There have been some high-profile suicides lately and even Coronation Street have run a slightly clumsy story line on it, so I thought now would be a good time to talk about looking out for each other. I will not go into the details, but there are statistics out there on the amount of recorded suicides in the UK. It is incredibly sad to know how many people are out there, that are so desperate, they decide to bring their lives to a close.
I am in no means an expert; my experience comes from losing family friends to suicide, dealing with my own mental health issues, as well as my helpline experience. But it is all too easy to brush it under the carpet and say, “Well I don’t know anything about it, so what can I do to help, surely you need to be a professional to help?” Though the professionals are the best people to help, access to them is limited and can often be out of the reach of people in need, so it is down to us as family, friends, strangers, members of the human race, to reach out and be there.
It is often thought that a person in the depths of depression will seek help, how often do we hear the comment that a suicide attempt was a cry for help? Actually, when we are that low and deeply into our depression, conscious and logical thought processes go out of the window. It is sometimes only when looking back that hindsight that gives us the clarity to recognise what happened. But some people don’t get the opportunity for hindsight.
People with depression are amongst us all, living every day lives, getting on with things, seeming happy. Many people with depression will do an amazing job of hiding it, putting on a brave face, even appearing like they don’t have a care in the world. We all see the happy Facebook posts and know that they are not a true representation of the person’s life, well the same goes for that smile on their face. Not everyone with depression will be suicidal, but it is likely that someone with suicidal thoughts will be suffering from a mental health condition, such as depression and anxiety.
One thing that everyone can do to help is talk to people, really talk and show a real interest. We all ask people how they are, but do we wait for the answer, or listen to the answer?
If you are a relative of someone with depression then you might find they don’t talk to you. It is not about lack of trust, it is about not wanting to bring other people down, not wanting them to be worried or scared, or maybe not knowing what to say. Sometimes the words do not come, or they are held inside, for fear of not being able to stop it all flooding out.
The selfishness of leaving behind people who care – it is incredibly hard to explain how a person can leave behind people they love in such a terrible way. Do they really care and love their friends and relatives? The answer is a resounding yes! They will feel that they have so little to give and are so useless, that the people will be better off without them. I know this sounds ridiculous when you think of losing anyone that you care about, but that is what thought processes do to you when you feel that suicide is the only way out. The demons tell you that your existence is pointless, that you are damaging other people by just being around.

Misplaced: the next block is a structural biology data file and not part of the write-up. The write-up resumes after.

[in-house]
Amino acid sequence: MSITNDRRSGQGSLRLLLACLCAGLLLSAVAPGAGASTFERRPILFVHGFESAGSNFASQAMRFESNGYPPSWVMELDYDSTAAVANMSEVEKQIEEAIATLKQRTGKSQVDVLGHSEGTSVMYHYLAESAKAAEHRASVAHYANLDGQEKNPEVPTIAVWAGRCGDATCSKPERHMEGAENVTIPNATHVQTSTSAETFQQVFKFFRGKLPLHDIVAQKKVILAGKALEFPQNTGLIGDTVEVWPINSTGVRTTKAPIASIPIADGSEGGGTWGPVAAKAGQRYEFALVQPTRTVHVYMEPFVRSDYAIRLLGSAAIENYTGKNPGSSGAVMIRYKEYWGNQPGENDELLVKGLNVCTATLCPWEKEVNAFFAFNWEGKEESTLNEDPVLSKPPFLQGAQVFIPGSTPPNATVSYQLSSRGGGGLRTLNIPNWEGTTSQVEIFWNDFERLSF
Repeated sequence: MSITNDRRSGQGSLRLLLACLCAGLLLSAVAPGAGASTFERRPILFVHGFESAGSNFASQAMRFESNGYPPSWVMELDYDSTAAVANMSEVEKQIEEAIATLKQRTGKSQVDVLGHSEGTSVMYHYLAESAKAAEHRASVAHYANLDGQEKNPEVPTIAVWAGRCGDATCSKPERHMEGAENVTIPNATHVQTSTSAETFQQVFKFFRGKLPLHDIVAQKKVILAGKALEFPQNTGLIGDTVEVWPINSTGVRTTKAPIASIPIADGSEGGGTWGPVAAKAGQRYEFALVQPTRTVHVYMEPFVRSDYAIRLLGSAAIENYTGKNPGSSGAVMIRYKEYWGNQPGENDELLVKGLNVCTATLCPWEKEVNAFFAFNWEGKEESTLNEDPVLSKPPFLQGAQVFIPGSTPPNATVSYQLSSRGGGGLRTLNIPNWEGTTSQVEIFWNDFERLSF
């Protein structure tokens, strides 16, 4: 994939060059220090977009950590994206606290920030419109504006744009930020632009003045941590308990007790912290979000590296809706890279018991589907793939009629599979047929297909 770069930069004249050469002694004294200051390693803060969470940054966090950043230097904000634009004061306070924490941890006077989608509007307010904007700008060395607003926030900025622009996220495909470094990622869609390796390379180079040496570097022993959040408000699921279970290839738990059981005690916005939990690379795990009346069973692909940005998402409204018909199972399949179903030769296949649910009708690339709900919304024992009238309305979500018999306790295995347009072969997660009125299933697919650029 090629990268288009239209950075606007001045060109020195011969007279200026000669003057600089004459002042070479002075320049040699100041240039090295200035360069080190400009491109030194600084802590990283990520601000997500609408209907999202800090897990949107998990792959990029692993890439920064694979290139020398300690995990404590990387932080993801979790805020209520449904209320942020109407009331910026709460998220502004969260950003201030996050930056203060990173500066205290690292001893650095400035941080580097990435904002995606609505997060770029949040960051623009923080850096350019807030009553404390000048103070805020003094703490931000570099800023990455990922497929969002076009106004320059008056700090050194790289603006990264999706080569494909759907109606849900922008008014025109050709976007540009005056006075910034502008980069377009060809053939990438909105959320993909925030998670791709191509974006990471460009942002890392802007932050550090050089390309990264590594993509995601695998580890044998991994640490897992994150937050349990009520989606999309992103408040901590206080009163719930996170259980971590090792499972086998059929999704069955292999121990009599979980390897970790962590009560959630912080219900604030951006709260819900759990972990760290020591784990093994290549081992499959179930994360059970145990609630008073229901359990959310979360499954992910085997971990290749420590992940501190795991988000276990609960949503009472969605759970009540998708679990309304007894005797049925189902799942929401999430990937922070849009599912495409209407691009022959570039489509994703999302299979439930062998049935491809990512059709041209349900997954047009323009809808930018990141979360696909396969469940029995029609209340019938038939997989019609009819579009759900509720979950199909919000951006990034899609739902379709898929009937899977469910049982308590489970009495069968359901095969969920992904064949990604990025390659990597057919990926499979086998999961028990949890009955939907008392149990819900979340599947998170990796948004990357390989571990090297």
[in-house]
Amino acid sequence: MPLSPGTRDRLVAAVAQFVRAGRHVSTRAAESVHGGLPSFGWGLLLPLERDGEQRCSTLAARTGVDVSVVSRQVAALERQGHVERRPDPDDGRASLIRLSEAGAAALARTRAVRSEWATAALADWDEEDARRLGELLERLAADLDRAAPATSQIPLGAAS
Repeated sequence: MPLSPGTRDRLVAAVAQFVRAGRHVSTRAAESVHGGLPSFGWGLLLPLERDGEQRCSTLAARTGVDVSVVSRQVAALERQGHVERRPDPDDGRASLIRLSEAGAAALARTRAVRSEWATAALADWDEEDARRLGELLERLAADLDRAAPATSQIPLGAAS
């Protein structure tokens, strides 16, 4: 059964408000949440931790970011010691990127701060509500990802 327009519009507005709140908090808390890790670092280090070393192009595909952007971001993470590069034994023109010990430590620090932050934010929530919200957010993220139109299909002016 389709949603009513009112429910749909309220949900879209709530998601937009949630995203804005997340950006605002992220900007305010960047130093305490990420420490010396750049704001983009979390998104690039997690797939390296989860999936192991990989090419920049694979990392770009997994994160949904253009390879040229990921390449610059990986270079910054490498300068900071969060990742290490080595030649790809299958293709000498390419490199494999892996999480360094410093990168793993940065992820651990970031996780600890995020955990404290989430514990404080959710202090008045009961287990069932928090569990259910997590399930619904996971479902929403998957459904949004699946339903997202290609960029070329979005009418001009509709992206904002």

I can still recall the last conversation that I had with a work colleague before he killed himself, it will haunt me forever. I wish that I had done more, picked up on the signs and offered a helping hand or a listening ear. I would be hugely over estimating my part in his life to think that I could have stopped it, but maybe if I had just taken a little more time to listen, then things would have worked out differently. I’ve taken every opportunity ever since to listen and be there when I can.
What can we all do to help? Simple things, there is no need to over complicate this, we are not therapists or professionals, if you are, then you already know what you can do:
- Smile, make eye contact, nod, say Hello – anything that makes an impression on someone.
- When we ask how someone is, take time to listen.
- Ask questions and wait for the answers. If someone is not ready to talk, then just be company, there is no need to force conversation, companionship in silence is just as beneficial.
- This might sound a strange suggestion; talk about yourself; involve others in your life – it is great to feel that someone wants to share their time and their life, it makes us feel good to interact.
- Look for signs – look when they think you are not looking, check that the smile doesn’t slip, look in their eyes; sadness hides in the eyes.
- If someone is angry or stressed, don’t get angry back, think of the reasons why, try to find out what is troubling them, diffuse the situation. Anger is a good way of shutting people out but try to get through the barriers.
- Look for behaviour that is out of character, it may be something really small, but if you see it then make sure you check in on them more often.
- We lead busy lives, that is why this needs to be a group effort. It is too easy to find our cliques and stick with them; try to reach out to the people outside your group, you might find they have an interesting story to tell.
- Be brave; it is easy to run when you find the going getting tough with a friend or relative, feel that your own problems are already enough to cope with, but be brave and take on both, don’t abandon someone because you are struggling, maybe you can struggle together.
Here are a few helplines and contact details for people in need, they will give support to friends and relatives too.
The Silver Line – for older people
Call 0800 4 70 80 90
Check out MIND too, they have some great information on their website
And for those left behind, this is a useful website: